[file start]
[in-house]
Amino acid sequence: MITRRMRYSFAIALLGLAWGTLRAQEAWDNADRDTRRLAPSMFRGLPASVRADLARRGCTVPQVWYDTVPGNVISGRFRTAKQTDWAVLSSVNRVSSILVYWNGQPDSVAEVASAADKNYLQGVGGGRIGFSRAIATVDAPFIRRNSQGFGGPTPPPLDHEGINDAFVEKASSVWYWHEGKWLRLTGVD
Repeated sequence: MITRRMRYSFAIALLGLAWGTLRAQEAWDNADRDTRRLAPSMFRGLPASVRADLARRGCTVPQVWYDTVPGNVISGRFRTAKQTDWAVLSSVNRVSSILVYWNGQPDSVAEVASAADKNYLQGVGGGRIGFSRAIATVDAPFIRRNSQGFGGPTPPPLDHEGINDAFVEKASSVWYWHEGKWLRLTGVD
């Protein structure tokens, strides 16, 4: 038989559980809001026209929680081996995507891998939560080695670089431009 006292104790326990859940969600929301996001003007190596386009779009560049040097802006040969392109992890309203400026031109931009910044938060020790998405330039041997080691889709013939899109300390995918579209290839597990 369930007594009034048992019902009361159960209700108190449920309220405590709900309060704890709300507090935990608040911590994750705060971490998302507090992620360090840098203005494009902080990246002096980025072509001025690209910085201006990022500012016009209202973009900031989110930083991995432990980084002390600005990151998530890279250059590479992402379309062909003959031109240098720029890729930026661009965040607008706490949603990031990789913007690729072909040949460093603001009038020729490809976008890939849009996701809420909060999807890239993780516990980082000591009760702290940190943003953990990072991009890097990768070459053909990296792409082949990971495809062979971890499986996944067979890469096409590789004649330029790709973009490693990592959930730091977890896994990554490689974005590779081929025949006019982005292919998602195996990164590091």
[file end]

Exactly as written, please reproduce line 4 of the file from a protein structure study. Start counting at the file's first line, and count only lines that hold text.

């Protein structure tokens, strides 16, 4: 038989559980809001026209929680081996995507891998939560080695670089431009 006292104790326990859940969600929301996001003007190596386009779009560049040097802006040969392109992890309203400026031109931009910044938060020790998405330039041997080691889709013939899109300390995918579209290839597990 369930007594009034048992019902009361159960209700108190449920309220405590709900309060704890709300507090935990608040911590994750705060971490998302507090992620360090840098203005494009902080990246002096980025072509001025690209910085201006990022500012016009209202973009900031989110930083991995432990980084002390600005990151998530890279250059590479992402379309062909003959031109240098720029890729930026661009965040607008706490949603990031990789913007690729072909040949460093603001009038020729490809976008890939849009996701809420909060999807890239993780516990980082000591009760702290940190943003953990990072991009890097990768070459053909990296792409082949990971495809062979971890499986996944067979890469096409590789004649330029790709973009490693990592959930730091977890896994990554490689974005590779081929025949006019982005292919998602195996990164590091």